China pop star Wang Leehom apologises to fans after spat with ex-wife

US-born China pop sensation Wang Leehom apologises to fans after public spat with his ex-wife who accused him of hiring prostitutes and cheating on her

  • Pop star Wang Leehom has apologised to his fans after a public spat with ex-wife
  • Lee Jinglei had accused Wang of emotional abuse and infidelity on social media
  • US-born singer has now apologised to his parents, his ex-wife and their children
  • Social media row began after Wang confirmed that he and his wife had divorced

An Asian American singer has apologised to his family and his fans after a public social media spat with his ex-wife, who accused him of infidelity and hiring sex workers.

Singer-songwriter Wang Leehom, who was born in Rochester, New York, and is popular across the Chinese-speaking world, became embroiled in a social media row with his ex-wife Lee Jinglei last week.

The scandal erupted after Wang, who speaks Mandarin, confirmed speculation that he and his wife had divorced in an online post.

In a lengthy social media post on Friday, his ex-wife Lee then accused Wang of infidelity, emotional abuse and solicitation of sex workers. 

After the days-long back-and-forth that riveted fans, Wang has apologised to his parents, ex-wife and their children for not ‘managing’ his marriage.

Singer-songwriter Wang Leehom (pictured in 2018), who was born in New York, and is popular in China, has apologised after becoming embroiled in a social media row with his Lee Jinglei

‘I failed to manage my marriage properly and caused trouble for my family. I didn’t give the public the image an idol should have,’ he wrote. ‘This is all my fault.’ 

He went on to say that it was ‘no longer meaningful’ to argue about the past, and promised to take responsibility for raising his three children with his ex-wife. 

Wang, who has acted in movies including Lust, Caution in 2007, added that he will now be taking a break from performing.

The scandal was the top trending topic on the Chinese social media site Weibo, with many blaming and criticising the star.

His ex-wife’s accusations were at odds with the wholesome image Wang had cultivated as a husband and father.

Lee also accused Wang of transferring assets under his name, allegedly including those that she had helped to earn, the Guardian reported.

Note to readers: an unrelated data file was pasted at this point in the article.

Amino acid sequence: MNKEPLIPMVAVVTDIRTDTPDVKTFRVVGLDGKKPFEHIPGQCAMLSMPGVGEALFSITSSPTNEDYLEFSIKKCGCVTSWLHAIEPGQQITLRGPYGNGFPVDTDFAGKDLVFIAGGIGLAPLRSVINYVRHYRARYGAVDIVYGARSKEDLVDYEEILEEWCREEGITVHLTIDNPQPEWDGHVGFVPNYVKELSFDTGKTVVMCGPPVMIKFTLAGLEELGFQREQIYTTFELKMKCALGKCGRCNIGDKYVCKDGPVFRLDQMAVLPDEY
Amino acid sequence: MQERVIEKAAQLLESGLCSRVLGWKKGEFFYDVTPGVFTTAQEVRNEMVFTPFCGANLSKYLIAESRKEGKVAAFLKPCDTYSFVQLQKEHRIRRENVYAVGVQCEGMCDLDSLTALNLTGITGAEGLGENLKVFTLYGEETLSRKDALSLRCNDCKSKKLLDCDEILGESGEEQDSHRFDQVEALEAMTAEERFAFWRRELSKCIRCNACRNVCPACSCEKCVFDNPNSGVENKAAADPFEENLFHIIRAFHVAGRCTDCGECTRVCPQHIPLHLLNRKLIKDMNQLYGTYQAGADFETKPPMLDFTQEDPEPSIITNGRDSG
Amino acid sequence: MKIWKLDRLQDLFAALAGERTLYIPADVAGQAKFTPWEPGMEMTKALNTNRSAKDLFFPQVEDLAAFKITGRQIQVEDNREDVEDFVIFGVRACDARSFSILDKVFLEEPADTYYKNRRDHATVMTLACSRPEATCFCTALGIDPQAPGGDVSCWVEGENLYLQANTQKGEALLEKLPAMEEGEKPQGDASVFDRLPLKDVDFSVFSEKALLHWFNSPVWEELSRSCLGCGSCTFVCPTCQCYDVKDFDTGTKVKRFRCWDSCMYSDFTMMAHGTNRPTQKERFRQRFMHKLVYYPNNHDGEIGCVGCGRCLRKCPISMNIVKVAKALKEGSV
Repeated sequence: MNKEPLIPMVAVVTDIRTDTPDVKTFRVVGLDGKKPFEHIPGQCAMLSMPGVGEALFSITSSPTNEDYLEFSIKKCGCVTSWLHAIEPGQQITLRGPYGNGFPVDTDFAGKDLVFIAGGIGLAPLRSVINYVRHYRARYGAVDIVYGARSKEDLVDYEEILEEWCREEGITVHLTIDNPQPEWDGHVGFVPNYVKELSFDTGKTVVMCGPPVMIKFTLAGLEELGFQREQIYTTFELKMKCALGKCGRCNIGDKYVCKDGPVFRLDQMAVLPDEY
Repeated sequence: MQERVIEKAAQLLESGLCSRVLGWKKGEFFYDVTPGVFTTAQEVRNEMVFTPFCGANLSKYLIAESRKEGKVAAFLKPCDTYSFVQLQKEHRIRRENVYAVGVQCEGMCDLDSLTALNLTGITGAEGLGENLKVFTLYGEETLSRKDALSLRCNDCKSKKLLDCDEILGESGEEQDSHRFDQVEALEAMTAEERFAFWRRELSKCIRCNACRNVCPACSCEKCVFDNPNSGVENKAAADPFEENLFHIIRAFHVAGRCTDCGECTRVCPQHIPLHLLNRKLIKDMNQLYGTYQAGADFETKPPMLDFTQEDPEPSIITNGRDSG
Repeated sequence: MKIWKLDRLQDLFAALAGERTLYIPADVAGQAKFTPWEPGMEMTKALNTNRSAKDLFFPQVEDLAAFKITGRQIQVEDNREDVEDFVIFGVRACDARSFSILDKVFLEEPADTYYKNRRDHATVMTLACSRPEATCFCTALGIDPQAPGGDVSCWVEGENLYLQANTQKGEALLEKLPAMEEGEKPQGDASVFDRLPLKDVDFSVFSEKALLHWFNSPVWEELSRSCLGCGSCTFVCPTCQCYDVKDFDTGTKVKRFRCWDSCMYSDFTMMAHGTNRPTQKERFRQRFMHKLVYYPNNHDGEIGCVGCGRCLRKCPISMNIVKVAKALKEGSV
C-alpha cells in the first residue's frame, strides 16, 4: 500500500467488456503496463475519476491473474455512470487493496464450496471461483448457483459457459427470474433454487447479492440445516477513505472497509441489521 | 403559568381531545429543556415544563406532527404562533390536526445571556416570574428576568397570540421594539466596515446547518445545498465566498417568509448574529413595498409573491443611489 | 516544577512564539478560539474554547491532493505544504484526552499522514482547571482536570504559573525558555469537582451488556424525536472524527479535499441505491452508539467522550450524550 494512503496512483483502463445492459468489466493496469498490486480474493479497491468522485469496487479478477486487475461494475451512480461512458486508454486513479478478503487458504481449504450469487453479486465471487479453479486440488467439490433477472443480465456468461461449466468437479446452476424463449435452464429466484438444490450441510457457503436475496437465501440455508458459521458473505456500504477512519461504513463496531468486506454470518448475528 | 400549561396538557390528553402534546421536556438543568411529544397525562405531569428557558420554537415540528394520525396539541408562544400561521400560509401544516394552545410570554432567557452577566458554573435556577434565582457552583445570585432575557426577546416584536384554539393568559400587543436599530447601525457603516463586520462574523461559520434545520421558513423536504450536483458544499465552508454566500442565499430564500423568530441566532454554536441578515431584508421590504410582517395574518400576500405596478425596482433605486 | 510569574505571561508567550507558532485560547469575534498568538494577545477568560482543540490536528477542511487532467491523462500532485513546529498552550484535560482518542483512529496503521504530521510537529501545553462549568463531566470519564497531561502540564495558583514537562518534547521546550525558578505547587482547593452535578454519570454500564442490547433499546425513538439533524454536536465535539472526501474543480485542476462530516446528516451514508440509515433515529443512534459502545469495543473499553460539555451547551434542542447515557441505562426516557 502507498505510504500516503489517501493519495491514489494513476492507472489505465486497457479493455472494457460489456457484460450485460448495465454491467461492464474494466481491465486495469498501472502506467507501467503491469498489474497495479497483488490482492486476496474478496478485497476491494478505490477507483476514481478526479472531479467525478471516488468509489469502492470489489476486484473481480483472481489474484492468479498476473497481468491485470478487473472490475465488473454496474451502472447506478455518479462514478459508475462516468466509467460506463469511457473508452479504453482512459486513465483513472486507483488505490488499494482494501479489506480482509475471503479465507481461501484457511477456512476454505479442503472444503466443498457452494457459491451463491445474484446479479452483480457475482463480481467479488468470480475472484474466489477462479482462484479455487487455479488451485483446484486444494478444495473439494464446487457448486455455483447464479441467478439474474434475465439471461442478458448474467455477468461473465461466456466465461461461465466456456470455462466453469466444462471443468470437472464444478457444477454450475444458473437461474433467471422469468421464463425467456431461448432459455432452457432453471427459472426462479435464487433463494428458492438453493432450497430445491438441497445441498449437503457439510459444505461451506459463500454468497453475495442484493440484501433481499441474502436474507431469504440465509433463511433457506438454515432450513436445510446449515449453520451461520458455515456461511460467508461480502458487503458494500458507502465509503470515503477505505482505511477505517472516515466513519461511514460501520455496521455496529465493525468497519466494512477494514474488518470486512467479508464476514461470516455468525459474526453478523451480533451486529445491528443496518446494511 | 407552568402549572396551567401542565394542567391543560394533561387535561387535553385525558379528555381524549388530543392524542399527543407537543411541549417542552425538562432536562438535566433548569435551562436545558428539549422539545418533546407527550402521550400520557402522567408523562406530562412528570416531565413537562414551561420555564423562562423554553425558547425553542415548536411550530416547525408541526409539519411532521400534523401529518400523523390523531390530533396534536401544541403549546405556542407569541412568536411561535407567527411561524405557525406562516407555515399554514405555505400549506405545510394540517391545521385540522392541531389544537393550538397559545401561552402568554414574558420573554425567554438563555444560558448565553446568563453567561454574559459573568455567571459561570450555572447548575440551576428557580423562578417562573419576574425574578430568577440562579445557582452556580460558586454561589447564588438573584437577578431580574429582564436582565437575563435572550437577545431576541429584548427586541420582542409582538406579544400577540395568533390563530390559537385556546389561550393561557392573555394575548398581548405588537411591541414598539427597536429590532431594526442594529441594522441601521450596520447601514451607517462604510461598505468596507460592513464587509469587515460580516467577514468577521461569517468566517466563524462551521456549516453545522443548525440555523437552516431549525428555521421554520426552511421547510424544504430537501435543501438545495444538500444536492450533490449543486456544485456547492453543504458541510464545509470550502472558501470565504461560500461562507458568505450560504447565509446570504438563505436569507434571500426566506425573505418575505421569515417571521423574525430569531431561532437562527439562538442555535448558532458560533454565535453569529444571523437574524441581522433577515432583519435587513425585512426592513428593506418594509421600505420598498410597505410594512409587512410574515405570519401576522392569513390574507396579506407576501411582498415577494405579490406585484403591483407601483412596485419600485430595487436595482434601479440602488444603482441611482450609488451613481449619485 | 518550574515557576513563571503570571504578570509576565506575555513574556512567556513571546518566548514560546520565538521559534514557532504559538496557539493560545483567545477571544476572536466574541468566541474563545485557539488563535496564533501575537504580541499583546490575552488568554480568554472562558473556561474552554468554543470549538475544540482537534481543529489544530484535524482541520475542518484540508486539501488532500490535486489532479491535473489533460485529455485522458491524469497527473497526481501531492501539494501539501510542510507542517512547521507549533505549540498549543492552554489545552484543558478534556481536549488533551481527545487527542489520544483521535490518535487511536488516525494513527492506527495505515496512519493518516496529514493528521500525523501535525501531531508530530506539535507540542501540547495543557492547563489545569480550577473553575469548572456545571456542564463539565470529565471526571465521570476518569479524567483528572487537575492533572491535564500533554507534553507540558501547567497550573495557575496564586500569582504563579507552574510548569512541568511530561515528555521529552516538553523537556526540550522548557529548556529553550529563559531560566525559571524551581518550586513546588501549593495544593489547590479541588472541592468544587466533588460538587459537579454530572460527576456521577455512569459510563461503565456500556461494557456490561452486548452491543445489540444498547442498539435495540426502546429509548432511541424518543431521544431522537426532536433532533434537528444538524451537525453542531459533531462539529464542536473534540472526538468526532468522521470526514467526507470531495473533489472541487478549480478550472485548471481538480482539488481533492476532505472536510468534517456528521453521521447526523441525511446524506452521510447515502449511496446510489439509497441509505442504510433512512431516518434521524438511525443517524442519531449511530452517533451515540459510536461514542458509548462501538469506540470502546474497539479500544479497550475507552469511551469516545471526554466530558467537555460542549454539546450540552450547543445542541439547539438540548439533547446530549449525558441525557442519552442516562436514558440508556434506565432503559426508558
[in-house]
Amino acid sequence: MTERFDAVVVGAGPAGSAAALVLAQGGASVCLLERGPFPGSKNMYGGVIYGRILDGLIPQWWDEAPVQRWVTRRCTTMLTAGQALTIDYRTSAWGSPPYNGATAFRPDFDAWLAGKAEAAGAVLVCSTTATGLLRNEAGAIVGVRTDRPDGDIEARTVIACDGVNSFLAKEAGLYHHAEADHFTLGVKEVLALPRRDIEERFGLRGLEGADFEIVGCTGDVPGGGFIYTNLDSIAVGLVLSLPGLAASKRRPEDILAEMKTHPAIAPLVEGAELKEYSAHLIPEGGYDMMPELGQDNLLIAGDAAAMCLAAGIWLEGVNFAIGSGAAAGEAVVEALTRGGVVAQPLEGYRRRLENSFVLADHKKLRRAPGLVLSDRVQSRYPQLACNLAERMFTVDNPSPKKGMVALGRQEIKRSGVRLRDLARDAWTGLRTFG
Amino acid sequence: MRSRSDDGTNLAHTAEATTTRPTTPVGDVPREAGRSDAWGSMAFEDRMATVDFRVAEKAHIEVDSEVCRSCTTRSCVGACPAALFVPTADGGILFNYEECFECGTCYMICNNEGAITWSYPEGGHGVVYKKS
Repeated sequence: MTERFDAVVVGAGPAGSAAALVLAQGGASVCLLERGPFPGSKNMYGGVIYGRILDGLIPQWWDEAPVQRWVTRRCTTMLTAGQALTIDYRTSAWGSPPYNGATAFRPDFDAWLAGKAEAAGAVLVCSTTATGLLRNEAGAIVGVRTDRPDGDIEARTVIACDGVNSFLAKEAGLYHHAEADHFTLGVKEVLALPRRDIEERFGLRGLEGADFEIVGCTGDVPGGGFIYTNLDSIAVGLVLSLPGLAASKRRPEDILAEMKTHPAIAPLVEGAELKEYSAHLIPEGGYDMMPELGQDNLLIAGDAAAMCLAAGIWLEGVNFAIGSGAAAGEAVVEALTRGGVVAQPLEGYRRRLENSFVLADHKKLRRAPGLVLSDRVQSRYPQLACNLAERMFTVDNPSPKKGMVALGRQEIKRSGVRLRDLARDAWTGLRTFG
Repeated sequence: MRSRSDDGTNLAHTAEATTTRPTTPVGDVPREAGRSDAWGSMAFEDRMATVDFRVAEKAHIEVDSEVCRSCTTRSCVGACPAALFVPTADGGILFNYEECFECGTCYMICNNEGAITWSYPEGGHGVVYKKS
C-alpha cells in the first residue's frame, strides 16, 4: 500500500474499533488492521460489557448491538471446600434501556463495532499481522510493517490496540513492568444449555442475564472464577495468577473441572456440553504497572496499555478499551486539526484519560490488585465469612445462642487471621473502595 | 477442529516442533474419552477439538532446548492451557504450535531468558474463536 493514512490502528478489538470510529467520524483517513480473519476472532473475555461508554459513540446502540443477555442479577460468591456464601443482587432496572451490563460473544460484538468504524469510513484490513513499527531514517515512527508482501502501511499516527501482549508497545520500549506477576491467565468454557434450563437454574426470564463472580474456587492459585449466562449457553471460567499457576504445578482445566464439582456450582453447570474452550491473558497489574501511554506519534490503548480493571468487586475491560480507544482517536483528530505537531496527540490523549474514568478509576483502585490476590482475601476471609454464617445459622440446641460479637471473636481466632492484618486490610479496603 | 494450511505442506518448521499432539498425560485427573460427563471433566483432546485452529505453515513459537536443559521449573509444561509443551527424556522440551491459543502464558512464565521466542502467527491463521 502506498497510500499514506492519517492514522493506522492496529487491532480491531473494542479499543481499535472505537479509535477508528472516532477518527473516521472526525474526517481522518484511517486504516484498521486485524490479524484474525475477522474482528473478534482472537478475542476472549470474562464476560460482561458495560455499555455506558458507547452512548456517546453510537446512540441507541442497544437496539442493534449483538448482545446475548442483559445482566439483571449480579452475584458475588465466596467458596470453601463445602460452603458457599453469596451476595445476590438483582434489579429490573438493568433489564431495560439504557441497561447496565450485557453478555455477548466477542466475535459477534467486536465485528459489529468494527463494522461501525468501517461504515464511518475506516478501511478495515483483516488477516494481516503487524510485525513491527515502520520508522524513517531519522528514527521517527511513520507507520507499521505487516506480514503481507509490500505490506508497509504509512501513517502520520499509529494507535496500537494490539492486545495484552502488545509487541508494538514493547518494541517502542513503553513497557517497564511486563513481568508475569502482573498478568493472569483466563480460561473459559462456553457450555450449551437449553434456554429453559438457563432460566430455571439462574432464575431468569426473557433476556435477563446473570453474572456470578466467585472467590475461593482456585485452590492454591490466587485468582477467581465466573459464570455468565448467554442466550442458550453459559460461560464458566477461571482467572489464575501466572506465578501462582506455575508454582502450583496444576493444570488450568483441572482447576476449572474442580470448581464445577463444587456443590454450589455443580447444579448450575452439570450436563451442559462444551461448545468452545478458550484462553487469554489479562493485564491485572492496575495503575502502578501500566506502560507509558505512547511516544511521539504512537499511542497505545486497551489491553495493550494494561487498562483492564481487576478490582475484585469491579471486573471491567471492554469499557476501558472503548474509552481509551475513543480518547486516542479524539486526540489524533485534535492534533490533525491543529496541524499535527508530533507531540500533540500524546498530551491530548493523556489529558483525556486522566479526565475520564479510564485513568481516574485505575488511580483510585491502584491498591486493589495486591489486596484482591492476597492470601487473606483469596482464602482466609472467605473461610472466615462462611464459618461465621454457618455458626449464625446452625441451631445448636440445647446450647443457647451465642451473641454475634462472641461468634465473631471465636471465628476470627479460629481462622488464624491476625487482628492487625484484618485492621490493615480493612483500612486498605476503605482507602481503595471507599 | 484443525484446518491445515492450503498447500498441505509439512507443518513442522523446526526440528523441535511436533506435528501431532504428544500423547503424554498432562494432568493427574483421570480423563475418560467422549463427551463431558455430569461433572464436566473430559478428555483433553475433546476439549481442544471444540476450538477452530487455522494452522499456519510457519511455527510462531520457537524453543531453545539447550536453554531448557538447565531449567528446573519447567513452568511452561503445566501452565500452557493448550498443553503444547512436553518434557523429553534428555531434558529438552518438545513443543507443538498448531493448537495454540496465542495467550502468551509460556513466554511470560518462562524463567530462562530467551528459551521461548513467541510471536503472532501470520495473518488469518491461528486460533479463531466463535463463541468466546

She wrote: ‘I will not bear the cross for you any more.’ 

In a lengthy social media post on Friday, his ex-wife Lee (pictured with Wang in 2018) accused Wang of infidelity, emotional abuse and solicitation of sex workers

Lee’s post garnered 12million likes on the Chinese social media platform Weibo.

Amid the allegations, brands including Japanese carmaker Infiniti and Chow Tai Seng Jewellery ended their business deals with Wang over the weekend.

Wang, who has Taiwanese parents, was last seen dodging the media at Taoyuan airport in Taiwan after arriving on Saturday from Beijing, Taiwan’s Central News Agency said.

The public scandal comes after a crackdown on celebrity culture in China as the country continues to strengthen its grip on the entertainment industry.

Beijing is on a mission to rein in what it calls ‘chaotic fan culture’ and celebrity excess after a spate of scandals in recent months.

Less than a week ago, President Xi Jinping gave a speech about how artists should present themselves.

Xi was quoted as saying: ‘A literary and art worker who does not have moral integrity will not be accepted by the people or by the times.’ 

Business Insider reported that social media accounts of both celebrities and fans in China will be required to adhere to ‘public order and good customs, adhere to correct public opinion orientation and value orientation, promote socialist core values, and maintain a healthy style and taste’. 

China also banned its celebrities from showing off their wealth on social media last month.

The Cyberspace Administration of China announced that celebrities in the country will not be allowed to ‘show off wealth’ or ‘extravagant pleasure’ on social media.

After the days-long back-and-forth that riveted fans, Wang (pictured in 2018) has apologised to his parents, ex-wife and their children for not ‘managing’ his marriage

The rules also prevent celebrities from publishing false or private information, provoking fans against other fan groups and from spreading rumours. 

In September, China’s celebrities were warned they must ‘oppose the decadent ideas of money worship, hedonism and extreme individualism’ at an entertainment industry symposium hosted by the Communist Party.   

It was attended by senior party officials and showbusiness bosses who were told they must conform to social ethics, personal morality and family values.

China sees celebrity culture and the pursuit of wealth as a dangerous Western import which threatens Communism because it promotes individualism rather than collectivism. 

‘For some time now, artists’ moral failures and legal violations, the cultivation of younger idols, and ‘chaotic’ fandoms have attracted widespread attention in society,’ state broadcaster CCTV said earlier this year.

‘We must restore a clean and upright literary and artistic environment to the public.’

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